Barry Werber talks about the events surrounding the synagogue shooting.
PITTSBURGH — Barry Werber usually attends services Friday night and Sunday morning, but this week was the anniversary of his mother’s death. Jewish tradition is that you say prayer the whole weekend, Werber said.
Werber arrived early Saturday morning at the Tree of Life synagogue, and he and the few others who were already in the downstairs sanctuary were reading their prayer books when he heard a crash. Werber walked toward the stairs.
“I pushed the door open, and I saw a body on the steps coming down to our room,” Werber, 76, told USA TODAY on Monday night. “I have to assume that it was Cecil.”
Cecil Rosenthal and 10 others at the Tree of Life were gunned down on the Sabbath as the shooter yelled, “All Jews must die,” It was the deadliest attack against the Jewish community in U.S. history, the Anti-Defamation League said, and Werber says that Anti-Semitism is alive in the United States.
Many arrived Saturday for a baby-naming ceremony at Tree of Life. Werber saw wine goblets and a bottle of whiskey for the ritual, but he was downstairs with his rabbi, Jonathan Perlman, and a few other members of his congregation. New Light shares a space with Tree of Life, one that Werber said they made their own after moving from a long-time temple.
Werber thought the crash was just the tray of glasses from the ceremony. When he saw the body and realized the crash was gunshots, the rabbi pushed his congregants from the sanctuary into a small, dark storeroom.
Werber said he thinks Perlman was able to exit through a back stairway, but he didn’t know where it was, especially in the dark. He and the other congregants, Carol Black and Melvin “Mel” Wax, remained in the room as Werber called 911.
When the gunshots paused upstairs, Werber said Wax moved toward the door. Werber said he tried to warn him not to open it, but he didn’t want to yell.
Gunshots burst from the sanctuary into the storeroom, and Wax fell back into the room, Werber said.
Then, a pause and darkness. Werber said the door opened. A man with a long gun stepped over Wax’s body. But only a sliver of light made it into the room as the door opened. The shooter didn’t see Werber and Black on the other side of the room, and the door closed again.
Werber has a “dumb phone,” he said, and it didn’t light up even as he had the 911 operator on the line as the shooter was in the same room.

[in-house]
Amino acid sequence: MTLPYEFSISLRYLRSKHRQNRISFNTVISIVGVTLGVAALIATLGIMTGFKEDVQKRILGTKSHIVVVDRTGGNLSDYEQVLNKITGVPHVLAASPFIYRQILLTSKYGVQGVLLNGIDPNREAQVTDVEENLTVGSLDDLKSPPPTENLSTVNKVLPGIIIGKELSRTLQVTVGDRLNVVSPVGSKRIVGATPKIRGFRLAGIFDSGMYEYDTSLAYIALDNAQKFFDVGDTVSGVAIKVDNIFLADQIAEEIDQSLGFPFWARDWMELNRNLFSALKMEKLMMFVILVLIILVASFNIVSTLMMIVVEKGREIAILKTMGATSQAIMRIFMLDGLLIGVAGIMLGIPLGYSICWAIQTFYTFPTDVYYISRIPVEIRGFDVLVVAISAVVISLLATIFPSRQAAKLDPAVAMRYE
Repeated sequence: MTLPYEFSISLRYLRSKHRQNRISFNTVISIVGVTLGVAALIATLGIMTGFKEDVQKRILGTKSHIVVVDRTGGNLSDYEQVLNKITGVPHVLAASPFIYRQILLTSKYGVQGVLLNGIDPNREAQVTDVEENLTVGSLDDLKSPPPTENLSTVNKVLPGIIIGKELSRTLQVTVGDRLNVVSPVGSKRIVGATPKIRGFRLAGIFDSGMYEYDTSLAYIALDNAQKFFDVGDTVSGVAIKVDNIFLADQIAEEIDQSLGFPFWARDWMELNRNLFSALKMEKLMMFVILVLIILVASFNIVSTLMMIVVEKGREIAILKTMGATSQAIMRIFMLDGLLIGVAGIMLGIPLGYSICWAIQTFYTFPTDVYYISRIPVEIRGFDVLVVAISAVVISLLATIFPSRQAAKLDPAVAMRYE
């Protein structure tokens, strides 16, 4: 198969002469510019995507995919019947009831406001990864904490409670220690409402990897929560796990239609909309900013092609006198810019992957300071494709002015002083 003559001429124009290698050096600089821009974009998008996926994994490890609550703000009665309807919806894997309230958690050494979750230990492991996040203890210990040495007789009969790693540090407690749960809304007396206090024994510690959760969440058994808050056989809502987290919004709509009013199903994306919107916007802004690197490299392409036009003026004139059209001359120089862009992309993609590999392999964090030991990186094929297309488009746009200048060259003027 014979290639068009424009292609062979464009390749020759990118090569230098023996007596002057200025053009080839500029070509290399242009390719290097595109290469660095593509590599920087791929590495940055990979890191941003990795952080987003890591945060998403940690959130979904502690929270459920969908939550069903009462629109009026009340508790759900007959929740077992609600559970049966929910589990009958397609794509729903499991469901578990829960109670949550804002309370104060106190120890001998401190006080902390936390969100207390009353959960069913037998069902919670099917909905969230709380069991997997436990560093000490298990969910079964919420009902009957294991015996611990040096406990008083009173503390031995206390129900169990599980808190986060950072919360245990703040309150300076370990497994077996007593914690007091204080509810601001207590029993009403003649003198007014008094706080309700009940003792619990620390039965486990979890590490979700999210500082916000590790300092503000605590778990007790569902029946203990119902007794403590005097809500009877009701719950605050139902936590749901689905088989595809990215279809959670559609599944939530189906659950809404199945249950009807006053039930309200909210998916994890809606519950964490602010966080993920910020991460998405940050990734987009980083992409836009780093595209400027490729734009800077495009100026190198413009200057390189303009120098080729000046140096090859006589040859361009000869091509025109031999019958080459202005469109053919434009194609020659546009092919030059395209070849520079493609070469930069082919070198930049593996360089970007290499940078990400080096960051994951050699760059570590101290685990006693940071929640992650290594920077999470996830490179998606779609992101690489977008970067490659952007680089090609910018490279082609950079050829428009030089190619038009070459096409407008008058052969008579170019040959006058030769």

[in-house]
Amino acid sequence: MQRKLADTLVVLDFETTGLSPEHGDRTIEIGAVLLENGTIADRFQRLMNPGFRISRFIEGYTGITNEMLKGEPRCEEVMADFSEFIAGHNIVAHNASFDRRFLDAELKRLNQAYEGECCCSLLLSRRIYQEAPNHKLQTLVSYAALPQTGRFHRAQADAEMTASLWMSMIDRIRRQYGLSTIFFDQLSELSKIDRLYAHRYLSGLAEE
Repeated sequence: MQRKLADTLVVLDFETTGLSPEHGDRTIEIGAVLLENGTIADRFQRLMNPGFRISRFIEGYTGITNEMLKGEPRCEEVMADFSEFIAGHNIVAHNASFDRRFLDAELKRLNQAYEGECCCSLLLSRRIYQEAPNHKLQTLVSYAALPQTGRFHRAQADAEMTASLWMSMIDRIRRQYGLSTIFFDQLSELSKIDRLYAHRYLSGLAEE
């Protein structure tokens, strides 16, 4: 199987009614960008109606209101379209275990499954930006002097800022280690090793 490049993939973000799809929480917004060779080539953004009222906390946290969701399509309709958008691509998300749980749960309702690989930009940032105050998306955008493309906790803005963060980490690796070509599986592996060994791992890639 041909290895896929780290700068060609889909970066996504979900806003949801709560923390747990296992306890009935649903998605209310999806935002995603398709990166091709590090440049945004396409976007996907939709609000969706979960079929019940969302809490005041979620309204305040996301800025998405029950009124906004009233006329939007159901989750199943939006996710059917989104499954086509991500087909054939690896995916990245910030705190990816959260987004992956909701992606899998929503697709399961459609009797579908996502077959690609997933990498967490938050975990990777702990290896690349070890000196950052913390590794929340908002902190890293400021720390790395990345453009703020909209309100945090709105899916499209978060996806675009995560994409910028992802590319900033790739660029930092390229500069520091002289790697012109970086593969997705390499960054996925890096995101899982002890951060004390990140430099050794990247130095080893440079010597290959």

“Meanwhile, I’m doing a hell of a lot of praying and a hell of a lot of hoping that this is over with,” Werber said. He wears his mother’s wedding band next to his own, and said he felt her there in the room with him.
“I felt that her and God were looking after me,” Werber said. “But, I was more frightened than I had ever been in my whole life.”
A SWAT officer eventually came in from behind them. He walked down the back steps, and light flooded the room. He and Black were led up and out of the building, handed off to another officer and seated in a patrol car.
Audio from police scanners detail the horrific scene as a gunman shoots and kills 11 people at a Pittsburgh synagogue.
Werber is thankful that more people weren’t at the services yet. Had more been in the downstairs sanctuary, they would not have all been able to hide in the storeroom.
But, Werber fears that the Tree of Life tragedy will become just another on the list of mass shootings in the United States. He said he understands and respects the need for the Second Amendment, but wants something to be done related to gun laws. He’s pessimistic.
“We are the episode of today, after the school shootings, after the church bombings, after the terrible things that have been going on in our country. We are the thing of today, and now they’re going to be talking about the thing of tomorrow,” he said.
Now, Werber said he feels unsafe — even in his own home — and isn’t sure how he’ll feel about going in the building and his sanctuary when it opens again. The shooting was targeted and displayed a level on anti-semitism that Werber said he never expected to see in the United States.
His cousins survived concentration camps. His parents fled Europe and Nazism. But, today, Werber said he’s not sure Jewish people have really gotten away from that.
“I’m almost glad that my parents aren’t alive,” Werber said. “This was the land of liberty. This was the land where we could breathe free air, where we could not worry about anything. We were away from oppression. And the Nazis are here again.”
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